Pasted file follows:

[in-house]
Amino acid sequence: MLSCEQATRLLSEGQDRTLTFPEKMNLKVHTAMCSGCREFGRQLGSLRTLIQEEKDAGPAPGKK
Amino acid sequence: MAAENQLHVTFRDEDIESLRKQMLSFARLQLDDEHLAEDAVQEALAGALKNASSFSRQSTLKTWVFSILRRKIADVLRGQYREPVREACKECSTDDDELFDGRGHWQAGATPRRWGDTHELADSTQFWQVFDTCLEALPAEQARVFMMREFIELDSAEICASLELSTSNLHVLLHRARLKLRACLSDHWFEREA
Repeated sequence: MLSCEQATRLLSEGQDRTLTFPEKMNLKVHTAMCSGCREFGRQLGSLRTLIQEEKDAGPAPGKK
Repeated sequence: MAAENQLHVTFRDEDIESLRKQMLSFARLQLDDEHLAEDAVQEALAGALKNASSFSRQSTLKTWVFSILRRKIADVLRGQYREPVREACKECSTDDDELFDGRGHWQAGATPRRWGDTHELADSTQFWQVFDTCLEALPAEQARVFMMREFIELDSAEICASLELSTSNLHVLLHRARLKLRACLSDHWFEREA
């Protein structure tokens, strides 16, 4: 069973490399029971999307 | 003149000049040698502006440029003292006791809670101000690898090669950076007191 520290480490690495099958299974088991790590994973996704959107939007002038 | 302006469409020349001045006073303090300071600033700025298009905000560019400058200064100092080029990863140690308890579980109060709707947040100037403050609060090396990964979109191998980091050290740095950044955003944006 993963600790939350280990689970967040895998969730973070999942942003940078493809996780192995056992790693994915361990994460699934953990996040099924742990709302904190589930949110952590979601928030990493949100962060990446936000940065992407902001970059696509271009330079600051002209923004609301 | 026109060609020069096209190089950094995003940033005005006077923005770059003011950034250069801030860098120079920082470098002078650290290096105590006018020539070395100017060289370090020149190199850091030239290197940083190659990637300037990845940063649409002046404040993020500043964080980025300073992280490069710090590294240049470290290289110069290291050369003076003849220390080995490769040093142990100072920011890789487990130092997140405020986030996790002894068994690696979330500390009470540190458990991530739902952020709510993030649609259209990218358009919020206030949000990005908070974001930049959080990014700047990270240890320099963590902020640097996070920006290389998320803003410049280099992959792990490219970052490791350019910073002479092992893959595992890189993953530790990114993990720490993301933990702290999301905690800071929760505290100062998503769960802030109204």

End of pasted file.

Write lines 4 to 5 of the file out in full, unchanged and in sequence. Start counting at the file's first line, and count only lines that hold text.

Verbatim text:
Repeated sequence: MLSCEQATRLLSEGQDRTLTFPEKMNLKVHTAMCSGCREFGRQLGSLRTLIQEEKDAGPAPGKK
Repeated sequence: MAAENQLHVTFRDEDIESLRKQMLSFARLQLDDEHLAEDAVQEALAGALKNASSFSRQSTLKTWVFSILRRKIADVLRGQYREPVREACKECSTDDDELFDGRGHWQAGATPRRWGDTHELADSTQFWQVFDTCLEALPAEQARVFMMREFIELDSAEICASLELSTSNLHVLLHRARLKLRACLSDHWFEREA